California’s Stem Cell Agency Will Run Out Of Money In Three Years. Should Voters OK Spending More?

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Evangelina Padilla-Vaccaro – a pink bow in her hair – was likely the first 6-year-old ever to address the leaders of California’s $3 billion stem cell research program.

“Thank you,” she whispered.

Her mother said more: “Thank you for keeping my family complete.” Alysia Padilla-Vaccaro’s voice cracked, and tears flowed on that cool December morning at the meeting at an Oakland hotel.

Evangelina had much to be thankful for. She was born with “bubble baby” syndrome, which meant that she had no functioning immune system. Scientist Donald Kohn of UCLA cured her of the rare affliction by using her own blood stem cells to alter a troublesome gene. It was an experimental treatment not readily available to the public at large. Kohn’s research has been supported with nearly $52 million by the state stem cell agency, known formally as the California Institute for Regenerative Medicine.

Evangelina’s story is just what Californians hoped for when they created the Oakland-based agency in 2004 via Proposition 71. Voters were told that stem cell therapies would ease afflictions found in nearly 50 percent of California families. The agency would create the “cures for tomorrow,” then-Gov. Arnold Schwarzenegger said.

Since its first awards in 2005, the agency has given away money at a rate of $22,000 an hour, seven days a week, 24 hours a day. But it has yet to come up with a therapy that reaches the general public despite rosy expectations raised by the ballot campaign.

Today, the future of the program is unclear. The agency calculates that it will run out of cash in just three years. Whether it lives on could depend on the likelihood of another multibillion-dollar bond issue, not to mention the success – or the lack of success – of as many as 60 or more clinical trials and even the policies of the newly elected president of the United States, Donald Trump.

Stem cell therapies, it turns out, are expensive and difficult to bring to market, and their use may be limited to a handful of diseases – albeit some big ones such as diabetes. On Monday, Nobel Prize-winning stem cell scientist Shinya Yamanaka said as much in an interview with The New York Times. Because of a wide variety of constraints, he said, “We can help just a small portion of patients with stem cell therapy.”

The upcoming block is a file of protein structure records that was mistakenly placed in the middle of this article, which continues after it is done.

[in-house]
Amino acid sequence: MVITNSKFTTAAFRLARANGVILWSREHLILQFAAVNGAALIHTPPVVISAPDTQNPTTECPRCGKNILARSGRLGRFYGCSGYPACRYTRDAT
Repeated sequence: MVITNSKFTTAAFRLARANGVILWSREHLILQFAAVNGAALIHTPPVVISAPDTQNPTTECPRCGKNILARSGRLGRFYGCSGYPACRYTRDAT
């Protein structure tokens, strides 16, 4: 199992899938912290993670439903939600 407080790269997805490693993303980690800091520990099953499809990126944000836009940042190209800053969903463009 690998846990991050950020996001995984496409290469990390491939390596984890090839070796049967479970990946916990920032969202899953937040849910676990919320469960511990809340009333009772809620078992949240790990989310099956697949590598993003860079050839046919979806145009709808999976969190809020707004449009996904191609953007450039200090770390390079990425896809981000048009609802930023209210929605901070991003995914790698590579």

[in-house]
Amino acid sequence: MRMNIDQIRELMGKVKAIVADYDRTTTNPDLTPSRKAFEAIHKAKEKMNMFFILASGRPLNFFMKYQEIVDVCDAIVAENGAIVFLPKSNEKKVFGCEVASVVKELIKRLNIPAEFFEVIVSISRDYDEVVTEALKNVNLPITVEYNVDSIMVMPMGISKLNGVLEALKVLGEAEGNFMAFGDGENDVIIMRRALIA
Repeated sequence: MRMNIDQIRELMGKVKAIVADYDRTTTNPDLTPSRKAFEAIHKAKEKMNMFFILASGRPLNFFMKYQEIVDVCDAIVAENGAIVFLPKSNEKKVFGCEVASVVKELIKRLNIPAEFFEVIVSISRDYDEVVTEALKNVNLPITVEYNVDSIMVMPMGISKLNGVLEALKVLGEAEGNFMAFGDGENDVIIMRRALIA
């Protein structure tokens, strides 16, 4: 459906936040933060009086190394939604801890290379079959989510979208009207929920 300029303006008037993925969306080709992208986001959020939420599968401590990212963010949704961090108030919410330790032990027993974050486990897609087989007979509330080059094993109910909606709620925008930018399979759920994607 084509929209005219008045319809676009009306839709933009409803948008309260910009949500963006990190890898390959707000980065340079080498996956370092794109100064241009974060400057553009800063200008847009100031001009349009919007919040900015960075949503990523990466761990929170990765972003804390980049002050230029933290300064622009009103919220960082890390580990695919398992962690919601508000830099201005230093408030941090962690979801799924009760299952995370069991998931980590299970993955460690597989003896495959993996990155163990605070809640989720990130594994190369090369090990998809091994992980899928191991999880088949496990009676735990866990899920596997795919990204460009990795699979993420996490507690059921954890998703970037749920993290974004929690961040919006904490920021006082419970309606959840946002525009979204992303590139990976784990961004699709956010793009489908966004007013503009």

In this context, heartwarming stories of individual patients such as Evangelina could be some of the strongest selling points for CIRM’s continued existence. They could fire the enthusiasm of voters and embolden businesses to partner with CIRM to bring therapies into the marketplace. The number of these emotional stories is increasing.

Evangelina was not alone at the CIRM meeting last month. Three more patients stepped up during a look at the agency’s performance. They included a 22-year-old man, also with a rare immune-deficiency disease, a paralyzed 19-year-old man and a 70-year-old cancer patient – all of whom had experienced major improvements during clinical trials. All told, the agency has pumped $113 million into the research that has benefited the four patients.

Evangelina’s story had special significance for Jan Nolta, head of the UC Davis stem cell program. Nolta began her career working with Kohn at Children’s Hospital in Los Angeles in early research involving the “bubble baby” affliction.

“CIRM has funded Don’s continued work in this area, and he has now functionally cured over 20 children with this disease,” she said in an email. “These kids now need no expensive medicine and treatments to keep them alive. They are functionally cured.”

In Evangelina’s case, she was able to join her fraternal twin sister, Annabella, in living a normal childhood.

CIRM funding has also fueled the growth of the UC Davis stem cell program, which barely existed before the creation of CIRM. Today, Davis has chalked up $129 million from the agency. “We have 16 stem cell or regenerative medicine clinical trials ongoing or recently completed, with more than 20 in the pipeline,” Nolta said.

Davis ranks as the No. 5 recipient of funds from the agency, trailing only Stanford, $314 million; UCLA, $269 million; UC San Diego, $170 million; and UC San Francisco, $139 million.

Since CIRM’s inception, it has awarded $2.2 billion to 853 researchers and institutions. It estimates that it will award another $692 million before money runs out.